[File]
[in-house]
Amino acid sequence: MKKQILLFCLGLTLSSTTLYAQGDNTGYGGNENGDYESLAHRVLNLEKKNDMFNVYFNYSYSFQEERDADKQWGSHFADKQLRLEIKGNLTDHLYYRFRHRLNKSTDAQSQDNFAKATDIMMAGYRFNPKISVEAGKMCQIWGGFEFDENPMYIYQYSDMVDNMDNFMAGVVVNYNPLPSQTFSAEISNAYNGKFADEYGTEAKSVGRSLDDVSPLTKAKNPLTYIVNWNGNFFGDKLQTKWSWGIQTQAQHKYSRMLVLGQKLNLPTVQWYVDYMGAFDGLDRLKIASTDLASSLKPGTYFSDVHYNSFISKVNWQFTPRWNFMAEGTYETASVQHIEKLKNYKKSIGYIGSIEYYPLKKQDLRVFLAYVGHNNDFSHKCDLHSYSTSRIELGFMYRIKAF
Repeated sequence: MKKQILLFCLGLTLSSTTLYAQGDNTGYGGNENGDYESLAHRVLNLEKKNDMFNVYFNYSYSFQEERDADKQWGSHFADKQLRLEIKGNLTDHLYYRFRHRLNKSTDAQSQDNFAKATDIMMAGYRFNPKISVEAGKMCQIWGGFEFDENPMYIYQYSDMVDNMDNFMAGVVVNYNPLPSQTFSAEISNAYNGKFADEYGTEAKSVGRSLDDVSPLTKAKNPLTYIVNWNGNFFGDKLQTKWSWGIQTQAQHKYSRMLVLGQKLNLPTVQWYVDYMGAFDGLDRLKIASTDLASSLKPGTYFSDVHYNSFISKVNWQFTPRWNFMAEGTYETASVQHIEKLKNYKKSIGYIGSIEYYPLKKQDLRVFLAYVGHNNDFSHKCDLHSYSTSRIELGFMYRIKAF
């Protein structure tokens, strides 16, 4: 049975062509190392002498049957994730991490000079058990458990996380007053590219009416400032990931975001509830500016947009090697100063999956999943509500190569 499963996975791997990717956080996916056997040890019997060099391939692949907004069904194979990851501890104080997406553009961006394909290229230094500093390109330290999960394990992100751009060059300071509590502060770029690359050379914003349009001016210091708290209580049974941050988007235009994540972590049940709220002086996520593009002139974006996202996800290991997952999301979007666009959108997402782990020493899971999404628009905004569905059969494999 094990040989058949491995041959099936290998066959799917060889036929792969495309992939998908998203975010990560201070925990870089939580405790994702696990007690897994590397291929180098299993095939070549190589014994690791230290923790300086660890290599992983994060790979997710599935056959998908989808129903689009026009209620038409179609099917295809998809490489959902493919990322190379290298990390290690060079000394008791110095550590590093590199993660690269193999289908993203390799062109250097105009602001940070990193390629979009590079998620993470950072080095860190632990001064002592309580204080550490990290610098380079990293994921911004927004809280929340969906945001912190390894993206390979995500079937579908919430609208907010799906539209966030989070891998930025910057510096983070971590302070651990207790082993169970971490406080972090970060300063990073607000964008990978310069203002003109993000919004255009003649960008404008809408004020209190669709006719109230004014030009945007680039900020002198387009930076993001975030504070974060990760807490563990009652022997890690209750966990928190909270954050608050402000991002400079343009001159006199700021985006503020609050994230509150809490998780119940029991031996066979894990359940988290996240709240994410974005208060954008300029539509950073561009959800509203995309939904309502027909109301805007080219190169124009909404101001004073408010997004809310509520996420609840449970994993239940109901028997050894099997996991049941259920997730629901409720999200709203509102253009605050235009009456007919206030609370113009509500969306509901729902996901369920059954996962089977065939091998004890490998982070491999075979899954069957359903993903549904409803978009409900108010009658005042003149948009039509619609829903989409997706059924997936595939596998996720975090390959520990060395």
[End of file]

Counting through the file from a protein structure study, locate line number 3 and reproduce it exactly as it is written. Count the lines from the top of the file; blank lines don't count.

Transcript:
Repeated sequence: MKKQILLFCLGLTLSSTTLYAQGDNTGYGGNENGDYESLAHRVLNLEKKNDMFNVYFNYSYSFQEERDADKQWGSHFADKQLRLEIKGNLTDHLYYRFRHRLNKSTDAQSQDNFAKATDIMMAGYRFNPKISVEAGKMCQIWGGFEFDENPMYIYQYSDMVDNMDNFMAGVVVNYNPLPSQTFSAEISNAYNGKFADEYGTEAKSVGRSLDDVSPLTKAKNPLTYIVNWNGNFFGDKLQTKWSWGIQTQAQHKYSRMLVLGQKLNLPTVQWYVDYMGAFDGLDRLKIASTDLASSLKPGTYFSDVHYNSFISKVNWQFTPRWNFMAEGTYETASVQHIEKLKNYKKSIGYIGSIEYYPLKKQDLRVFLAYVGHNNDFSHKCDLHSYSTSRIELGFMYRIKAF